The UN human rights chief urged countries on Monday to work together to defeat threats such as war and pollution at an event to mark 75 years of the Universal Declaration of Human Rights that risks being overshadowed by the Israel-Hamas conflict.
Ministers, diplomats and activists attended the Geneva event where Volker Turk invoked the spirit in which the newly-formed United Nations adopted the declaration in December 1948, in response to what the document calls "barbarous acts which have outraged the conscience of mankind".
"I view today's event as a call to hope, and a call to action," said Turk, an Austrian, who said the declaration had inspired successes such as the end of racial segregation in the United States and apartheid in South Africa.
"At a time of so little solidarity, and so much divisive and short-sighted vision, I view it as a call to overcome polarisation."
But he also lamented failures in the struggle, such as war, referring to "millions of people suffering unbearably in the Occupied Palestinian Territory, notably in Gaza, and Israel" as well as famine, discrimination, repression and pollution.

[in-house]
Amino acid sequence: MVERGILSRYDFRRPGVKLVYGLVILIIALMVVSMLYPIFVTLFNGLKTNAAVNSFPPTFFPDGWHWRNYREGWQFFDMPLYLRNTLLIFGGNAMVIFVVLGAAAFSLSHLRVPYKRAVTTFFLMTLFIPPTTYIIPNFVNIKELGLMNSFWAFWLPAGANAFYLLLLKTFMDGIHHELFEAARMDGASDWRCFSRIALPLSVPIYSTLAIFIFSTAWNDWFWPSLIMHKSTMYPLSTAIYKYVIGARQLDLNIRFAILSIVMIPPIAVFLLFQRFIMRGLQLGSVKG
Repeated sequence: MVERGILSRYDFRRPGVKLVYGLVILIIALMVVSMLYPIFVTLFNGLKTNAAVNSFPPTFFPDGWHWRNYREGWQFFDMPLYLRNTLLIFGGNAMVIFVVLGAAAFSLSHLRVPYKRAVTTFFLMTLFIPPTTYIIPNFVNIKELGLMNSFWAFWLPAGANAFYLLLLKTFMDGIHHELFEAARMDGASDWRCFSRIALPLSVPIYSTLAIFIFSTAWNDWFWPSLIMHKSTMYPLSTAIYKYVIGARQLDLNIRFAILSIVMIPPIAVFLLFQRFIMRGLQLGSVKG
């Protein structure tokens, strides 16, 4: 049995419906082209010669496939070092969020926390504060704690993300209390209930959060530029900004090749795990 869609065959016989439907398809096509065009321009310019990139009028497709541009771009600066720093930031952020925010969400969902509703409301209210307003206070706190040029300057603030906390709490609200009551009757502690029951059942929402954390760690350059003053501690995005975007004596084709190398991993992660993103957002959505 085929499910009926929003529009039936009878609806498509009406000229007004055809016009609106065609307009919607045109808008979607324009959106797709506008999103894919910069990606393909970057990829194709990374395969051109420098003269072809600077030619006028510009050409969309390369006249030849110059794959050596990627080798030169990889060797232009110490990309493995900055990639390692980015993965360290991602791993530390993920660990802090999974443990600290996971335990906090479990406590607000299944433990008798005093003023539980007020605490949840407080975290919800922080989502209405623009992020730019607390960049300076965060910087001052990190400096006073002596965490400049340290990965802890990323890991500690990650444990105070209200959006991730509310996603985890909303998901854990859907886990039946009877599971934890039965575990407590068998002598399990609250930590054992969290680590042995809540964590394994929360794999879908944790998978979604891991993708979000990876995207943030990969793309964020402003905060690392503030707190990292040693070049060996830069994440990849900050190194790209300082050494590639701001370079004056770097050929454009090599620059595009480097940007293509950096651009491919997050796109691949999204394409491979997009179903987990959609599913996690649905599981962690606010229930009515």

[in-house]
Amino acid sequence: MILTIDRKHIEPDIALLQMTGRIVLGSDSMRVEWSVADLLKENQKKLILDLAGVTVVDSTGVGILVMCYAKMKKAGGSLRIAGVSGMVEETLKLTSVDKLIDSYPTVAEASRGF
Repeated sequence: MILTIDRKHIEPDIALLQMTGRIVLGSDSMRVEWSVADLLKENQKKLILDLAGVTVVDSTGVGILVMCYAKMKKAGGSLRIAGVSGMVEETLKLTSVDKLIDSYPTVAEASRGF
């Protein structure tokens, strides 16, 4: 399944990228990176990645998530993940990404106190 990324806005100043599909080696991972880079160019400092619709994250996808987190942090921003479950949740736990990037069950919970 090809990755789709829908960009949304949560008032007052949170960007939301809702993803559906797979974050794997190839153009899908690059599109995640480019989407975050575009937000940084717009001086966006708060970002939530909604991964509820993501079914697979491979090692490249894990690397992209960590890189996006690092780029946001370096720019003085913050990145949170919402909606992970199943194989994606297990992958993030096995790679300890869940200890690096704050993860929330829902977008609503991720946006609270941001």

Never before in the period after World War Two has the world seen so many conflicts, with 55 now active, including a war between rival military factions in Sudan and Russia's invasion of Ukraine, the United Nations said.
In communications about the two-day event, Turk's office has avoided the word "celebrate" in referring to the anniversary, preferring instead the term "mark".
Other UN officials were more downbeat than Turk, according to Reuters.
Lynn Hastings, the UN humanitarian coordinator in the Occupied Palestinian Territory, said human rights were under assault more than two months after Hamas' deadly cross-border attacks on Israel on Oct. 7, followed by a retaliatory Israeli bombing campaign.
"In 2023, I should not have to issue such a statement," she said. "It is as if we have learned nothing in the past 75 years."